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Plantar Fasciitis and Kinesiology Sports Tape

Foot pain is a common problem, especially if you spend a lot of time on your feet at work or you enjoy athletic pursuits. Plantar fasciitis is the primary cause of any pain that runs along the sole of your foot and makes walking painful. The plantar fascia is a very thick band of tissue that starts at the front of your foot and works its way along to the back. If you have experienced plantar fasciitis, you will know the misery it can cause, and unfortunately, reversing it once it started can take some time.

Pain When Moving  

Plantar fasciitis can trigger at any time, but it’s usually when you start to do something new that this band of tissue becomes annoyed. It’s a movement condition, so as you walk, jump or run, it tends to get worse. It can be a really horrible sharp, jabbing pain, especially when you first get up from resting. Thankfully, there are things you can do to help your body recover and return to normal activity, but in the meantime, kinesiology sports tape can provide an extra layer of support that won’t cause any problems with your shoes fitting, and yet will make it feel a lot more comfortable when you take those all-important steps.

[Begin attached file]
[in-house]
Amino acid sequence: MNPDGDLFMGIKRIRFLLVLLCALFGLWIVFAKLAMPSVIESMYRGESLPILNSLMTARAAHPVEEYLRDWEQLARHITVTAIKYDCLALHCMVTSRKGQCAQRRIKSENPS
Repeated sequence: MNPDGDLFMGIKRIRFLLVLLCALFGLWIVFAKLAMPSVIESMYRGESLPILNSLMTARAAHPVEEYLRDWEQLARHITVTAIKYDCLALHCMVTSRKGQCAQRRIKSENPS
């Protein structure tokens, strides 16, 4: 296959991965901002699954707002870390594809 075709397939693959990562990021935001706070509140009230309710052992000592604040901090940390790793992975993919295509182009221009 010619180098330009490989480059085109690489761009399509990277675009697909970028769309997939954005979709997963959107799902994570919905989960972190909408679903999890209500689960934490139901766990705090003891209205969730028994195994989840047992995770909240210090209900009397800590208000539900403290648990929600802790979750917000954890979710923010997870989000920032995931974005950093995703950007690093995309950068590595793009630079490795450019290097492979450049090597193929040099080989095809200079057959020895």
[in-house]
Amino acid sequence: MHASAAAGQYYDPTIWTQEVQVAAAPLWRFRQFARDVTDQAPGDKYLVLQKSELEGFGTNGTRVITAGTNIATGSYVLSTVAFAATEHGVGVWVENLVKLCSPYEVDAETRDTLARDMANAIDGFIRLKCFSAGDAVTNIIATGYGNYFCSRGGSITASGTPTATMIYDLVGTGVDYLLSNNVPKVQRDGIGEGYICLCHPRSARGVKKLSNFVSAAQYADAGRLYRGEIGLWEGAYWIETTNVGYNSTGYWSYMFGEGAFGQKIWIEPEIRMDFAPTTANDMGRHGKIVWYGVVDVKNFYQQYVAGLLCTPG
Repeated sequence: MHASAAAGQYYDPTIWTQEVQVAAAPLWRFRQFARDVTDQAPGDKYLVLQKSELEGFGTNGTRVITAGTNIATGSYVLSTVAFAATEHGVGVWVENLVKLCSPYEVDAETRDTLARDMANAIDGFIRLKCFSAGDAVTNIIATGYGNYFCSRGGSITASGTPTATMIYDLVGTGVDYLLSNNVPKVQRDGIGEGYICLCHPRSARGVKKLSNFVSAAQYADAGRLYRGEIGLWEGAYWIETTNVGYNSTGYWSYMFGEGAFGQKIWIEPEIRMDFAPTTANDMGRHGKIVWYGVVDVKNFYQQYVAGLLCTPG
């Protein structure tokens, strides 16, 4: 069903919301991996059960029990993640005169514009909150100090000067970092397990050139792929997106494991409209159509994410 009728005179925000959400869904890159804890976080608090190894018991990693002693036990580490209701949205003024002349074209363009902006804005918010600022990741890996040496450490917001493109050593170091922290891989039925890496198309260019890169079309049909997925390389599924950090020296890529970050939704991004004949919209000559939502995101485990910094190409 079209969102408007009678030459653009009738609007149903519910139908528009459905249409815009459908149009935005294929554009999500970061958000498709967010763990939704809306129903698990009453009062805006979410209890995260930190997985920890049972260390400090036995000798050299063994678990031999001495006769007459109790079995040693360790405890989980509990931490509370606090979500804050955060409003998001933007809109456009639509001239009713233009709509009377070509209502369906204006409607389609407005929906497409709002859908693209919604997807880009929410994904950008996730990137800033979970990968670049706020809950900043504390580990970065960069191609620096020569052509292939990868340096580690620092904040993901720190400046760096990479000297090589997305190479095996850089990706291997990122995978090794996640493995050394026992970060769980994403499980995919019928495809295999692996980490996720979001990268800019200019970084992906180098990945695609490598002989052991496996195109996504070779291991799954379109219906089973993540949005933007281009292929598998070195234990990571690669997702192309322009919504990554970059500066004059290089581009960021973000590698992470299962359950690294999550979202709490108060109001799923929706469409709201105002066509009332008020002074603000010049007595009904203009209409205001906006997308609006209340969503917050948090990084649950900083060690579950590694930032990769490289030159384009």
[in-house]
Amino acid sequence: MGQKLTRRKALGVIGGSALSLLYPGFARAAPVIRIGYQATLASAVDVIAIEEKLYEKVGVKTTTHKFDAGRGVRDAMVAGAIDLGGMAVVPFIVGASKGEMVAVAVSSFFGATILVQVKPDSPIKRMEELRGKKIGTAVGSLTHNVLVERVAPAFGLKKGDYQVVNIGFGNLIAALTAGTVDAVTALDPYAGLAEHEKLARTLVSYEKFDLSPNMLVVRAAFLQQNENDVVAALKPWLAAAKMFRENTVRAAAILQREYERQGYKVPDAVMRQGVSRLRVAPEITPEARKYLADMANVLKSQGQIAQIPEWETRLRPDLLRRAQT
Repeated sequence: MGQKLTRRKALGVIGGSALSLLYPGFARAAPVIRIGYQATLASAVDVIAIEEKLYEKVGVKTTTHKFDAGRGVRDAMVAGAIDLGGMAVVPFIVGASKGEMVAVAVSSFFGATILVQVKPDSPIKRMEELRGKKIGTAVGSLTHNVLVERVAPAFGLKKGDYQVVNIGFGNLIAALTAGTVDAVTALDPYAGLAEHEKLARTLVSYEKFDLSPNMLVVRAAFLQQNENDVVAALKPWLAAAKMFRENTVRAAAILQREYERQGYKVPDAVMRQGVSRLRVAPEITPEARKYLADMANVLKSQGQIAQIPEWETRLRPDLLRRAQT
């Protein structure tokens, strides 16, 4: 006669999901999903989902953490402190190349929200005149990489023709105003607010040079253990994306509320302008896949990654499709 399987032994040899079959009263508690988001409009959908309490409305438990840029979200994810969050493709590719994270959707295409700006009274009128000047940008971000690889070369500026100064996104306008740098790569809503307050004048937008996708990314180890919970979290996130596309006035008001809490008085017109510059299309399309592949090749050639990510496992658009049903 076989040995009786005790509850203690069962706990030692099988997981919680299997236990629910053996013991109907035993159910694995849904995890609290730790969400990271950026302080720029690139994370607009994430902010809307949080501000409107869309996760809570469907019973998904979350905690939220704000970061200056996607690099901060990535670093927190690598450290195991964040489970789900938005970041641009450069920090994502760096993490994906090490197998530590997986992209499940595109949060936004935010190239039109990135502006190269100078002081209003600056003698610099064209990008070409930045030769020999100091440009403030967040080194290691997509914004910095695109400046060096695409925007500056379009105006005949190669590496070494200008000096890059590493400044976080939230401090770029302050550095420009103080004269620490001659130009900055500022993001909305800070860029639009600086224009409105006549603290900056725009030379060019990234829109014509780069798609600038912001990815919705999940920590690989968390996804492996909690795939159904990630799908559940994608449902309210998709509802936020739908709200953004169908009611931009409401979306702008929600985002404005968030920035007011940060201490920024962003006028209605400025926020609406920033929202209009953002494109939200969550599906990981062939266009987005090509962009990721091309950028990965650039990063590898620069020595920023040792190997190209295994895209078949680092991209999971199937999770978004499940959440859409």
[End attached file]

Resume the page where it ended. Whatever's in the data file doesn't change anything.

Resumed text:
One of the reasons plantar fasciitis becomes a problem is ill-fitting or badly supportive shoes. If you speak to doctors, they will tell you. It is very common among people who live in flip-flops in the summer because there is nothing to support that section of your foot. So, the first thing you can do to aid recovery is ensure that you are wearing shoes that provide adequate support to your instep. Before you pop your shoes on, take a section of kinesiology sports tape and anchor it under your toes, where they join the sole of your foot. Now, applying a reasonable stretch, smooth the tape into the groove created by your instep and bring it up outside your heels. You can also place a second half piece of tape from the top of your foot under the arch and back to the other side.


Other Things That Help

Some people can find it really difficult to settle the plantar fasciitis, so there are exercises you can do to stretch the foot, for example, sitting in a chair, placing a towel under your feet. You can use your toes to scrunch the towel as they curl. Also, you can stand with your feet shoulder-width apart and raise yourself up onto the balls of your feet, allowing the arches to stretch out as you do so. Place a can of soda in the fridge and allow it to get really cool, or freeze a bottle of Stillwater and then take this and roll it under your foot when the pain is particularly bad. The cooling soothing sensation will help to relieve the pain and rolling it against the cylinder of the bottle or cam helps to stretch out the muscle.




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